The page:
A chance encounter in Spain in 1959 brought young Irish reporter Valerie Danby-Smith face to face with Ernest Hemingway. The interview was awkward and brief, but before it ended something had clicked into place. For the next two years, Valerie devoted her life to Hemingway and his wife, Mary, traveling with them through beloved old haunts in Spain and France and living with them during the tumultuous final months in Cuba. In name a personal secretary, but in reality a confidante and sharer of the great man’s secrets and sorrows, Valerie literally came of age in the company of one of the greatest literary lions of the twentieth century.
Five years after his death, Valerie became a Hemingway herself when she married the writer’s estranged son Gregory. Now, at last, she tells the story of the incredible years she spent with this extravagantly talented and tragically doomed family.
In prose of brilliant clarity and stinging candor, Valerie evokes the magic and the pathos of Papa Hemingway’s last years. Swept up in the wild revelry that always exploded around Hemingway, Valerie found herself dancing in the streets of Pamplona, cheering bullfighters at Valencia, careening around hairpin turns in Provence, and savoring the panorama of Paris from her attic room in the Ritz. But it was only when Hemingway threatened to commit suicide if she left that she realized how troubled the aging writer was–and how dependent he had become on her.
In Cuba, Valerie spent idyllic days and nights typing the final draft of A Moveable Feast , even as Castro’s revolution closed in. After Hemingway shot himself, Valerie returned to Cuba with his widow, Mary, to sort through thousands of manuscript pages and smuggle out priceless works of art. It was at Ernest’s funeral that Valerie, then a researcher for Newsweek , met Hemingway’s son Gregory–and again a chance encounter drastically altered the course of her life. Their twenty-one-year marriage finally unraveled as Valerie helplessly watched her husband succumb to the demons that had plagued him since childhood.
From lunches with Orson Welles to midnight serenades by mysterious troubadours, from a rooftop encounter with Castro to numbing hospital vigils, Valerie Hemingway played an intimate, indispensable role in the lives of two generations of Hemingways. This memoir, by turns luminous, enthralling, and devastating, is the account of what she enjoyed, and what she endured, during her astonishing years of living as a Hemingway.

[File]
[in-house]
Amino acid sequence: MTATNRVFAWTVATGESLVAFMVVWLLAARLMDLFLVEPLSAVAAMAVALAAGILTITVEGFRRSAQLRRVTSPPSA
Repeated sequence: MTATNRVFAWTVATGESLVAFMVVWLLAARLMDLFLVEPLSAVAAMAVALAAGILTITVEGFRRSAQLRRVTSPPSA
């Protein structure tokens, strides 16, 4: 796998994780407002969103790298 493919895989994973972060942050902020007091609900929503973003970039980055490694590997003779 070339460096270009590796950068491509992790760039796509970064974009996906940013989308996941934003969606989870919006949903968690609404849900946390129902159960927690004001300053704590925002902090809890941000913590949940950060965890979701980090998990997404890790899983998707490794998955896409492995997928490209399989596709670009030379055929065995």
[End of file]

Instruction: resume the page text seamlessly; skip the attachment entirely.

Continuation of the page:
From the Hardcover edition.
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|Title of eBook: Running with the Bulls|
|Release Date: 12-18-2007|
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|Publisher: Random House Publishing Group|
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Running with the Bulls
Endings and Beginnings
The deceased requested no speech or prayers are to mark her passing," the severe-looking young man in the black suit with sleeked-back hair declared without fanfare or emotion. It was a bleak November day in 1986, and I was standing on familiar ground, the little cemetery in Sun Valley, Idaho. I watched the poker-faced funeral director place a small pine-colored plastic box on an oblong piece of emerald Astroturf that covered the freshly dug grave. It could have been a cheap toolbox purchased at Kmart. The brief ceremony was over. The two small scatterings of people standing by solemnly started to disperse in opposite directions. An elderly man, tall and graying, tapped my shoulder. "Do you remember me? I'm George Saviers," he said.
I had driven from Montana to Ketchum to attend the funeral for my stepmother-in-law, Mary Hemingway. No one else present had crossed a state line to be at Ernest's last wife's burial. The only family members I could see were Jack "Bumby" Hemingway, his wife, Puck, and their daughter, Muffet, who lived close by. Jack had waved as I approached, and motioned to me to stand with his family. At the other side of the grave I recognized a few longtime friends, all locals, led by Clara Spiegel. Dr. George Saviers was among them. I had not laid eyes on George, Ernest's physician, close friend, and confidant, in almost a quarter of a century. I learned before setting out that Mary's administrator had asked Clara to take care of the funeral arrangements, snubbing Jack, the eldest of the three Hemingway sons and heir apparent. How predictable that another family encounter should be marred by